Expertise At Your Service

Corporate alumni networks have been our focus from day one, starting more than 10 years ago. In fact, we live and breathe corporate alumni programs so that we can share our knowledge with you.

Why You Need to Continuously Prove the ROI of Your Alumni Program to Senior Management

One of the first steps of establishing an Alumni Program is to get the buy-in of senior management. Without the support of this team, or at least one key high-ranking member, it is difficult to get funding and backing for all the elements needed to connect meaningfully with corporate alumni.

After the Alumni Program is up and running, don’t assume senior management is automatically going to champion your efforts down the road. Savvy Alumni Program managers know that no matter how long the network has been in place, they must demonstrate the value of their programs and its alignment to the overall goals of their companies. Establishing – and maintaining – executive support for your program requires that you are able to prove the return on investment (ROI) of the program in the past, and projected outcomes for the future.

Where to start

Alumni Programs are a fairly new concept for many senior executives. Proving the ROI of your program is a great opportunity to show the impact that engaging employees for life can have on a company’s bottom line if relationships with corporate alumni are properly cultivated and managed.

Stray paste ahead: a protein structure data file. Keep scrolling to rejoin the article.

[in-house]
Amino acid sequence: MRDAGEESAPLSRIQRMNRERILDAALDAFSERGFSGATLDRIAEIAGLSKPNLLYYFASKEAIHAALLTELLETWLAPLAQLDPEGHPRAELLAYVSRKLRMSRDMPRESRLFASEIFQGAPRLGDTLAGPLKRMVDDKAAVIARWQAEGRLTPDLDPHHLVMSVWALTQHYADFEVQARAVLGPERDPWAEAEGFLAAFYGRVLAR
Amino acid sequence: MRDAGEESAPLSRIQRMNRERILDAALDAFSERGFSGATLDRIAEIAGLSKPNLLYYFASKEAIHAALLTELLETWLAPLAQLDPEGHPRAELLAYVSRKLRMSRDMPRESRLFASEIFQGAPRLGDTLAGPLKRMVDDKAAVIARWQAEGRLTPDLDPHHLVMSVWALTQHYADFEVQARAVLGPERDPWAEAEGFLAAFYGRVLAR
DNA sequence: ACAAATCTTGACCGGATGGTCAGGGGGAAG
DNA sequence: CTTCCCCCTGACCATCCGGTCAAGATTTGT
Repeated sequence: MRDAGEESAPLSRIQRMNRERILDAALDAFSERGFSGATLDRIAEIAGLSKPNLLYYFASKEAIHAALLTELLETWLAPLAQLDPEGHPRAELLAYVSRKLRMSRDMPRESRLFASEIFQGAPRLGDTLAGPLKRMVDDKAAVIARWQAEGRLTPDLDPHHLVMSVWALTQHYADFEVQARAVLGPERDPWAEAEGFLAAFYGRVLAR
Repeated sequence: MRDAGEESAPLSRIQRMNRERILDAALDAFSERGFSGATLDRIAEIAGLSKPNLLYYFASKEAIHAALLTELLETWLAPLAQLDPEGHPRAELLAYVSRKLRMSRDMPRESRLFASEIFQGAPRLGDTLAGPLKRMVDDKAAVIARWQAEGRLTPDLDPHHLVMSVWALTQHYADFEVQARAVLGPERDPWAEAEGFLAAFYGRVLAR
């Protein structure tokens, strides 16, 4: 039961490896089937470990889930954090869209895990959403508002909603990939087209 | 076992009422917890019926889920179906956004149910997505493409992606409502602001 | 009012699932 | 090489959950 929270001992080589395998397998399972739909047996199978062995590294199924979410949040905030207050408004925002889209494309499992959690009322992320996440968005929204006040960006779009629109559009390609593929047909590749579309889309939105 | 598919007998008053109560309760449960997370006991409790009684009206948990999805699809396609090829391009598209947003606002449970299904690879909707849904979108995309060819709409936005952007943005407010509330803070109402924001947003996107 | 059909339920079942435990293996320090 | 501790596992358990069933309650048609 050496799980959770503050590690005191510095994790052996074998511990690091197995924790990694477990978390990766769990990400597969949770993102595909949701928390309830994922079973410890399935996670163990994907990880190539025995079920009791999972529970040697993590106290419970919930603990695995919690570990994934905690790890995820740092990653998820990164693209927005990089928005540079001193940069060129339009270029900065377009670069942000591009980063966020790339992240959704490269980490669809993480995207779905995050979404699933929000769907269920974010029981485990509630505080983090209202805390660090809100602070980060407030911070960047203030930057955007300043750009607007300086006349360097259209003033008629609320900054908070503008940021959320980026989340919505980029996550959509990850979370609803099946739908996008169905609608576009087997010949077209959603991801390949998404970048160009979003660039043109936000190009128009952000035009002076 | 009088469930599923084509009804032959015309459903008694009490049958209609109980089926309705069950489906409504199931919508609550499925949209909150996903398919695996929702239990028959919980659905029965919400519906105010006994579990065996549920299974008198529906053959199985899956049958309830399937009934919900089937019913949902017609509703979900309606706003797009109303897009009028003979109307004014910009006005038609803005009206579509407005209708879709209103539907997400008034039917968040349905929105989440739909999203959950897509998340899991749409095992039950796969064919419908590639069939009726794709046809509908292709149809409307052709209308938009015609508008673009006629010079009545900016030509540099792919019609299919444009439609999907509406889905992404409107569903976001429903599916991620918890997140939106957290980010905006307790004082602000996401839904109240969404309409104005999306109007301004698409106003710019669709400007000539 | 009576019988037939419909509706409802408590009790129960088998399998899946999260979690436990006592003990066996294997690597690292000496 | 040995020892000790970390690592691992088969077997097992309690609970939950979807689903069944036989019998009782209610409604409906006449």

In Conenza’s 2018 Alumni Program Benchmarking Report, survey respondents ranked the top three business drivers for Alumni Programs:

1.      Brand advocacy

2.      Business development

3.      Talent acquisition

Conenza recommends centering your ROI metrics around these three key categories that resonate with senior management. You will also want to maintain your own ROI metrics that are specific to the Alumni Program that measure alumni engagement.

A yearly campaign with Net Promoter Score® (NPS) enables you to benchmark brand advocacy or business development opportunities with your enrolled alumni.

Setting goals for the number of quality alumni referrals can paint an interesting story, especially as you look at the business development impact in placing alumni at key clients and friends of the organization.